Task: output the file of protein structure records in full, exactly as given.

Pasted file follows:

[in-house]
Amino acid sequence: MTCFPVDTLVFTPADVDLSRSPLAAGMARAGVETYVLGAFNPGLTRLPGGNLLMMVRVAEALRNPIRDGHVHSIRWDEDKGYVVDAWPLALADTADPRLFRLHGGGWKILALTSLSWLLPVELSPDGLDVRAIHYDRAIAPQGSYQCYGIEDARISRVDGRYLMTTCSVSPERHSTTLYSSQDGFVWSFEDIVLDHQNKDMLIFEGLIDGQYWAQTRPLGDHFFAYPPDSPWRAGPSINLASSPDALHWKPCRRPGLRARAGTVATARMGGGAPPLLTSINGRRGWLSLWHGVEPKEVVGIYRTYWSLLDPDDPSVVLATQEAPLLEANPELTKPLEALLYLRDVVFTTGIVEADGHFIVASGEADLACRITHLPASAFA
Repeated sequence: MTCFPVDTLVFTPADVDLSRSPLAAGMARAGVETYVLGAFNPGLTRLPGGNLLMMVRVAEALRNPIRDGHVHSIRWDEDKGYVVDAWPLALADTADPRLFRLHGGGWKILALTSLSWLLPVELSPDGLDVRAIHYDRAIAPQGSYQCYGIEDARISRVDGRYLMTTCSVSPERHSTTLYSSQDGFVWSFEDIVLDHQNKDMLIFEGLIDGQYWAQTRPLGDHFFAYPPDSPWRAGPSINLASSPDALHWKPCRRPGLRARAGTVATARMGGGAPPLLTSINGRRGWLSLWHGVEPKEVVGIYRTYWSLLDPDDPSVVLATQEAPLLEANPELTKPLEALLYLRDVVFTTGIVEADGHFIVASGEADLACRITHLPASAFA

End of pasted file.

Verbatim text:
[in-house]
Amino acid sequence: MTCFPVDTLVFTPADVDLSRSPLAAGMARAGVETYVLGAFNPGLTRLPGGNLLMMVRVAEALRNPIRDGHVHSIRWDEDKGYVVDAWPLALADTADPRLFRLHGGGWKILALTSLSWLLPVELSPDGLDVRAIHYDRAIAPQGSYQCYGIEDARISRVDGRYLMTTCSVSPERHSTTLYSSQDGFVWSFEDIVLDHQNKDMLIFEGLIDGQYWAQTRPLGDHFFAYPPDSPWRAGPSINLASSPDALHWKPCRRPGLRARAGTVATARMGGGAPPLLTSINGRRGWLSLWHGVEPKEVVGIYRTYWSLLDPDDPSVVLATQEAPLLEANPELTKPLEALLYLRDVVFTTGIVEADGHFIVASGEADLACRITHLPASAFA
Repeated sequence: MTCFPVDTLVFTPADVDLSRSPLAAGMARAGVETYVLGAFNPGLTRLPGGNLLMMVRVAEALRNPIRDGHVHSIRWDEDKGYVVDAWPLALADTADPRLFRLHGGGWKILALTSLSWLLPVELSPDGLDVRAIHYDRAIAPQGSYQCYGIEDARISRVDGRYLMTTCSVSPERHSTTLYSSQDGFVWSFEDIVLDHQNKDMLIFEGLIDGQYWAQTRPLGDHFFAYPPDSPWRAGPSINLASSPDALHWKPCRRPGLRARAGTVATARMGGGAPPLLTSINGRRGWLSLWHGVEPKEVVGIYRTYWSLLDPDDPSVVLATQEAPLLEANPELTKPLEALLYLRDVVFTTGIVEADGHFIVASGEADLACRITHLPASAFA